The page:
How do people know which cryptocurrencies are worth their offering prices and which are simply scams? The complaint for this class action says that Julian (or Juvane) Spence, the seller of the Dark Ripple or DRIP token, implied that his tokens were related to a more established currency called Ripple. This and other false or misleading statements, the complaint says, were violations of the Securities Exchange Act of 1934.
The class for this action is all purchasers of the DRIP token from Julian Spence.
According to the complaint, Spence portrayed himself as a successful venture capitalist, blockchain technology entrepreneur, and cryptocurrency trader, although none of that was true.
He began his efforts to promote DRIP around October 27, 2017, via social media and various online forums. Among other things, he claimed that DRIP was superior to Ripple, but the complaint alleges that there was nothing behind his claims. “While viable blockchain-based companies seeking to develop tokens with the alleged functionality of DRIP often spend well in excess of $500,000 in development costs, Spence used an online service to effectively clone the opensource Ethereum cryptocurrency for the cost of only $50.”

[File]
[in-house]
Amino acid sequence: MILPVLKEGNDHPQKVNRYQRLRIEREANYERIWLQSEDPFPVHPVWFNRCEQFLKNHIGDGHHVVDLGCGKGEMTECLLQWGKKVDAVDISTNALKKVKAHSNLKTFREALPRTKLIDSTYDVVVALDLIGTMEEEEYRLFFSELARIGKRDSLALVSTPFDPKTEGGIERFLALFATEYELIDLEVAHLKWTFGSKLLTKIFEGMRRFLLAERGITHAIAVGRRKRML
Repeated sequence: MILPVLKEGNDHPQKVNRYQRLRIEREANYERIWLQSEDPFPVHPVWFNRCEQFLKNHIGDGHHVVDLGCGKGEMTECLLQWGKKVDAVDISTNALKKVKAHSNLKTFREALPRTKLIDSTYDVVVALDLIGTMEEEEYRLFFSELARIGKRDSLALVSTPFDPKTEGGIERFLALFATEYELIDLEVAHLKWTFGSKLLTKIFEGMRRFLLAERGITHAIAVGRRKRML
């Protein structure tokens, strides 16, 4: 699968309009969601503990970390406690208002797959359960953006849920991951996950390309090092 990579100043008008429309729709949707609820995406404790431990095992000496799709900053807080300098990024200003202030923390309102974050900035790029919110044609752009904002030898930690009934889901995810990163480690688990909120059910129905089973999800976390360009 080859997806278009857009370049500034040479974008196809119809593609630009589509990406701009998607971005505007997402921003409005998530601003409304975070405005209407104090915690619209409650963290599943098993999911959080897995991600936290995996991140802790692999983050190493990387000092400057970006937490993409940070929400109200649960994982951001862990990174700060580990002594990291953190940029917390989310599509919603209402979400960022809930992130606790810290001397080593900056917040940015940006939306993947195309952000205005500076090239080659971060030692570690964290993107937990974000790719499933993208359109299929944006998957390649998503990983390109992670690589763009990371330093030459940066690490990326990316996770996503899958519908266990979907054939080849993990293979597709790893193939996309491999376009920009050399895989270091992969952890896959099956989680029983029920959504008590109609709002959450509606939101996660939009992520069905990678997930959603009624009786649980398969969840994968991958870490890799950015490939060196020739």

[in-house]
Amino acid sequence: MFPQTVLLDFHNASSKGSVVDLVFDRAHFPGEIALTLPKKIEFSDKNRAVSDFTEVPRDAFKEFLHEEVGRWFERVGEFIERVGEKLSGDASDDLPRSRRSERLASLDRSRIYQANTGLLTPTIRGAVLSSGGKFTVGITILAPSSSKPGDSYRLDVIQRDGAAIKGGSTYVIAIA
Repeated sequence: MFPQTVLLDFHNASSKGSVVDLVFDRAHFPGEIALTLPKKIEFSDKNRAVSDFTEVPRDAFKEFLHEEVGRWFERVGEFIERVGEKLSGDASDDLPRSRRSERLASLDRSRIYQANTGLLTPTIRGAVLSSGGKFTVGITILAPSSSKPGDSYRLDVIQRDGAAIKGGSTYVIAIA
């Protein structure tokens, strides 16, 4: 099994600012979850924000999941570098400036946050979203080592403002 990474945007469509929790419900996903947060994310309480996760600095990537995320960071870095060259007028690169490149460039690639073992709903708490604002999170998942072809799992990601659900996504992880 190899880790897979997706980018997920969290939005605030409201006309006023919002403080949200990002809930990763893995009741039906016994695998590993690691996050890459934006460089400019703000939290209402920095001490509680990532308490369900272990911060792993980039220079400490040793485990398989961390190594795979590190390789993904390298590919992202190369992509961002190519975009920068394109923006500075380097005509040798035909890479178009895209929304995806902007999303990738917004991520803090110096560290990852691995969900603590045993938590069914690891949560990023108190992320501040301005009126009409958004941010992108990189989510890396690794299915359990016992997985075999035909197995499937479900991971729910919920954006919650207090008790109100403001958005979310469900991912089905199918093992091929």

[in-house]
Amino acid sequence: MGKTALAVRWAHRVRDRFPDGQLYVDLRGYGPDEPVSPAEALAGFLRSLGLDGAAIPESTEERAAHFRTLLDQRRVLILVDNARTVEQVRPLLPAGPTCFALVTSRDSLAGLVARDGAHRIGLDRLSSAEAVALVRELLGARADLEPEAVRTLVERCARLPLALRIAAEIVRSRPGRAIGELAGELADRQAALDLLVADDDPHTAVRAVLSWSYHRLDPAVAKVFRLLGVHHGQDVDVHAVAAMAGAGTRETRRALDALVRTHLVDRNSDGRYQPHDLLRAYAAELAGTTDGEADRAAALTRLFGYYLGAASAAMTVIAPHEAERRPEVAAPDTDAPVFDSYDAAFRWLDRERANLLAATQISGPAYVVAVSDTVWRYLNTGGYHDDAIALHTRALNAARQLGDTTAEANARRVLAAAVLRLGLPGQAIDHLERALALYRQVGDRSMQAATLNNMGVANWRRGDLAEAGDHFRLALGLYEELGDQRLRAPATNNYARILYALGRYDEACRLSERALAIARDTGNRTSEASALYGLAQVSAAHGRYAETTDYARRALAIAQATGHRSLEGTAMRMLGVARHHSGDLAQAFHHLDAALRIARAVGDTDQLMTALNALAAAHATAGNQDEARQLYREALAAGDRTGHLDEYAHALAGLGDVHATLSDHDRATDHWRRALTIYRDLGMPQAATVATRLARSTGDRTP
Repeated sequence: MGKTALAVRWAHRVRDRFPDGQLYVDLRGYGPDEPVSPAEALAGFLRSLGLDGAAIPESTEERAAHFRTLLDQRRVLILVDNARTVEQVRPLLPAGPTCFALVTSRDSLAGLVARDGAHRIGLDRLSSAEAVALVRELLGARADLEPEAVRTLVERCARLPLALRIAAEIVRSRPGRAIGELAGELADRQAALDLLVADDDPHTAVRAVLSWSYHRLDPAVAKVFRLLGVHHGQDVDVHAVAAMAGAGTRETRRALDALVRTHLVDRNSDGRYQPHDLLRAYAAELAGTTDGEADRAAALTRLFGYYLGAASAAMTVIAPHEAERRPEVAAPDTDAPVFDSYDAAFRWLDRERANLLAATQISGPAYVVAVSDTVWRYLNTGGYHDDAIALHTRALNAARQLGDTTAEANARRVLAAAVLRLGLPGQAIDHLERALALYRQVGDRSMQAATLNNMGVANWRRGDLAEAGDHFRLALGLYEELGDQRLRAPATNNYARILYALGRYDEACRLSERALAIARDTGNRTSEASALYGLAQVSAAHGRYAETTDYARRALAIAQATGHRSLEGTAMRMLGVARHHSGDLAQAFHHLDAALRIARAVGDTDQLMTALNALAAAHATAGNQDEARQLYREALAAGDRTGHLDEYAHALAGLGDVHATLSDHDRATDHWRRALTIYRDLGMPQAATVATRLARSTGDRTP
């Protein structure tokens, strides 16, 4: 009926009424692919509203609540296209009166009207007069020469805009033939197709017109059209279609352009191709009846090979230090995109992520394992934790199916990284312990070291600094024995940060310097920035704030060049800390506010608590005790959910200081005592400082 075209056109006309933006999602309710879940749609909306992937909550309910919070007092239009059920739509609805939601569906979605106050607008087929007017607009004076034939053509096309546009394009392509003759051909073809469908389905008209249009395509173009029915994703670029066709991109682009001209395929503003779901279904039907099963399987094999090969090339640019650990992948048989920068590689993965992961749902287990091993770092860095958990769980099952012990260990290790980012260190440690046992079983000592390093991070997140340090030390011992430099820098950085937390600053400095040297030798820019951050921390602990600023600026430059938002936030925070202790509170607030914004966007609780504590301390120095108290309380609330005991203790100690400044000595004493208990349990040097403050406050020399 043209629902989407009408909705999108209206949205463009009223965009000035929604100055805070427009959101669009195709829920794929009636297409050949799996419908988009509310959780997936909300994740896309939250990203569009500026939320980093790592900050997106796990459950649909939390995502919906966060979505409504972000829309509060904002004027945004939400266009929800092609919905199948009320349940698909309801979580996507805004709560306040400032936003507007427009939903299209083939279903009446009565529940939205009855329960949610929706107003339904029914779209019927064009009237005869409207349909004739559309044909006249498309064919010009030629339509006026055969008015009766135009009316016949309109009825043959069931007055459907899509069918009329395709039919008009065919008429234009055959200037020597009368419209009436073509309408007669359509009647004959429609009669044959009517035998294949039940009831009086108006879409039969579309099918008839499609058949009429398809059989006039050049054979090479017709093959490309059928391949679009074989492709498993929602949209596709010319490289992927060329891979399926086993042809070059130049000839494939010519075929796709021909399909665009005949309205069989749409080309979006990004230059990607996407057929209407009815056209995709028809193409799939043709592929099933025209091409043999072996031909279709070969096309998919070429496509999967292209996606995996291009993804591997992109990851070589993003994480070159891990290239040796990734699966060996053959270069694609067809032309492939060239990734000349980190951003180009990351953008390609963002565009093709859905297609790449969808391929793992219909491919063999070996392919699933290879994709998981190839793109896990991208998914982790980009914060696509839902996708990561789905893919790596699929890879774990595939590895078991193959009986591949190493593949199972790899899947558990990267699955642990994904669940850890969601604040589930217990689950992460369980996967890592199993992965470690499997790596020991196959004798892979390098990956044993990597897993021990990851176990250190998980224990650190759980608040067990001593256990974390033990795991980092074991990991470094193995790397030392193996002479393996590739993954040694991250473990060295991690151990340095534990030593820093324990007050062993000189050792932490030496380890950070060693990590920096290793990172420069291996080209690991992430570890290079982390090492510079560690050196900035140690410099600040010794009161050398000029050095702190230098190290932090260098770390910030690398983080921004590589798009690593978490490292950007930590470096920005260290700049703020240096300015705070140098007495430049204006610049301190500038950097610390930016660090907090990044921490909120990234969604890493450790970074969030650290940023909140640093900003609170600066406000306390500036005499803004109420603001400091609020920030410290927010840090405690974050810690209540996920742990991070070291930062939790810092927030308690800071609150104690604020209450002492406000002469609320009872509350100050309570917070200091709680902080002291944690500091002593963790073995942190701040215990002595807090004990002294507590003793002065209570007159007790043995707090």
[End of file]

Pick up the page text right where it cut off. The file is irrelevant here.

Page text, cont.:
Beginning in November 2017, Spence held a pre-sale during which he sold tokens for two cents. According to the complaint, he touted the liquidity of DRIP and even promised to pay a 5% dividend to early investors in the token. By November 27, the complaint says, Spence had sold over 750,000 of the tokens at a price of 46 Ethereum tokens. (The complaint says that as of its filing date, one Ethereum is worth $563.35.)
Although Spence had promised to work to popularize his DRIP tokens, the complaint says that the only thing he actually did after the pre-sale was to hold an “airdrop”—that is, he gave away tokens for free or for the performance of small tasks, such as social media posting.
The complaint claims that during December, Spence responded less and less to inquiries. As of January 3, 2018, the complaint says, he had removed all mentions of DRIP from the Internet, including the DRIP website and Twitter accounts and a discussion channel on a site called Telegram. The complaint alleges that Spence then “laundered” the proceeds of the sale by transferring the Ethereum to a personal wallet and exchanging them with other cryptocurrencies.
Besides violations of the Securities Exchange Act of 1934, the counts in the complaint include common law fraud, breach of contract, and rescission of contract.